Principium Volume II, Book 9, Quote 956 and 958

956. (11-7-2010) When a nation is already overburdened with taxes, nothing but the necessities of a new war, nothing but either the animosity of national vengeance, or the anxiety for national security, can induce the people to submit, with tolerable patience, to a new tax. (This is what is happening to us now. – 2015)ATJ (Consider this.)ATJ Every new tax is immediately felt more or less by the people. [But]ATJ a momentary suspension of the payment of debt is not immediately felt by the people, and occasions neither murmur nor complaint…(So, whenever a government experiences surplus revenue, instead of paying down the principal debt of the nation to free up the public revenue, it will use the surplus monies for new programs instead of raising taxes to pay for the new programs. The people then are happy, because not only do the new programs provide some group of society great benefits, taxes were not raised. The people imagine that this is good because it did not affect them, not considering that the old debt and the new debt created by the new programs which will grow and will be hard, if not impossible to stop, have been added together, remaining on the backs of the people and their children, and the unborn for generations.)ATJ

- Adam Smith – The Wealth of Nations, 1776


958. (11-8-2010) The raising of the denomination of the coin (or currency)ATJ has been the most usual expedient by which a real public bankruptcy has been disguised under the appearance of a pretended payment (inflating the value of the currency, inflation, only looks like the “stronger” money can pay off more of the debt)ATJ It would indeed by a pretended payment only, and the creditors of the public would really be defrauded….The calamity, too, would extend much further than to the creditors (the persons able to lend money)ATJ of the public, and those of every private person would suffer a proportionable [sic] loss; and this without any advantage, but in most cases with a great additional loss, to the creditors of the public. If the creditors of the public, indeed, were generally much in debt to other people, they might in some measure compensate their loss by paying their creditors in the same [inflated currency]ATJ in which the public had paid them. But in most countries the creditors of the public are, the greater part of them, wealthy people (their assets more than cover their expenses)ATJ, who stand more in the relation of creditors than in that of debtors towards the rest of their fellow-citizens. A pretended (over-valued)ATJ payment of this kind, therefore, instead of alleviating, aggravates in most cases the loss of the creditors of the public, and without any advantage to the public, extends the calamity to a great number of other innocent people. It occasions a general and most pernicious subversion of the fortunes of private people, enriching in most cases the idle and profuse debtor at the expense of the industrious and frugal creditor, and transporting a great part of the national capital from the hands which were likely to increase and improve it to those which are likely to dissipate and destroy it. When it becomes necessary for a state to declare itself bankrupt, in the same manner as when it becomes necessary for an individual to do so, a fair, open, and avowed bankruptcy is always the measure which is both least dishonourable [sic] to the debtor and least hurtful to the creditor. The honour [sic] of a state is surely very poorly provided for when, in order to cover the disgrace of a real bankruptcy, it has recourse to a juggling trick to this kind, so easily seen through, and at the same time so extremely pernicious.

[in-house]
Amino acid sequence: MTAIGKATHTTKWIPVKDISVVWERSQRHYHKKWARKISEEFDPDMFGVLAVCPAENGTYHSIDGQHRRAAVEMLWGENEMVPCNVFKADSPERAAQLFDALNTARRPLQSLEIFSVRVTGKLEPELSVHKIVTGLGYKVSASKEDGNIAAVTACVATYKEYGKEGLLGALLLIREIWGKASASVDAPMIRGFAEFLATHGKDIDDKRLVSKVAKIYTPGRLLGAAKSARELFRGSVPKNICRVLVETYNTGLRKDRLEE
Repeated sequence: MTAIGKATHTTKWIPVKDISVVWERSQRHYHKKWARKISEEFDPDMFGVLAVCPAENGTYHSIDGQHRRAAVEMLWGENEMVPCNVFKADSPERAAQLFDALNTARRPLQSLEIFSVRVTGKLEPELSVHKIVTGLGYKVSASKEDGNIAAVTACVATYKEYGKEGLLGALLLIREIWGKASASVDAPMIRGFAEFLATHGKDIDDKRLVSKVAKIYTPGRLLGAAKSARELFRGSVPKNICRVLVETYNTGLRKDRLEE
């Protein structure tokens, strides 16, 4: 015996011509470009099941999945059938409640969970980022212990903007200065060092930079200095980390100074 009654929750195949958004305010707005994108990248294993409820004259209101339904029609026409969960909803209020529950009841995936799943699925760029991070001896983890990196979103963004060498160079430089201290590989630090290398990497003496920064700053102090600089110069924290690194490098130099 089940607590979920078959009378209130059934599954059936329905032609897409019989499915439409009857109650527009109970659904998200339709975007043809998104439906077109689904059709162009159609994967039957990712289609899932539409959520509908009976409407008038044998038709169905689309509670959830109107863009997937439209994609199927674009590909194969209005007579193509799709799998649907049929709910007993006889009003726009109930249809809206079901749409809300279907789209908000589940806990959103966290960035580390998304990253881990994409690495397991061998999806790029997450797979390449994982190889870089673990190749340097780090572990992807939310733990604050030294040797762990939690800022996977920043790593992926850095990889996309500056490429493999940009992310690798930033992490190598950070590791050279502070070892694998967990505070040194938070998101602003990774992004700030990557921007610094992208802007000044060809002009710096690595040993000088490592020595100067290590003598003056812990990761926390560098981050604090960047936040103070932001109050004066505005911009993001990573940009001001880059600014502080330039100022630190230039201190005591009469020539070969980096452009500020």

- Adam Smith – The Wealth of Nations, 1776


(Remember, he is talking about national, government assumed dept. the government, run by people, stops saving for a rainy day, some emergency occurs and they need a bunch of money, collecting additional taxes is too slow, but will be done eventually. In the mean time, the government borrows from wealthy inhabitants of the nation promising a good return. This works out for awhile, but the debt, even during the non-emergency times is not paid off, so it simply keeps growing, because, remember the eventual taxes that were raised from the public for the “emergency” or “crisis”? Well, they didn’t strictly use those to pay off the debt that emergency “war” caused, they simply made interest only payments and then used the new excess for additional debt. This occurs until the debts are too big to pay interest only anymore, so the government, being the boss, inflates the currency, thus making every dollar seem like two, and using that money to pay down the debt. So if there was a million dollar debt, it could now be paid off with $500,000. The other half just doesn’t disappear, but it is a loss to those who lent it. That might sound alright if we subscribe to the idea that we should take from the rich and “redistribute” their wealth, but this is just a governmental trick, a dressed up version of stealing. The real crime is the dis-incentive to save both by society and government, and the impulse to spend astronomically above our collective means. As we have been counseled to avoid dept individually because of its binding and insidious oppression upon our lives, the same can and will be seen in the nations that recklessly mortgage the futures of their people through excessive spending, also called “deficit” spending.)ATJ

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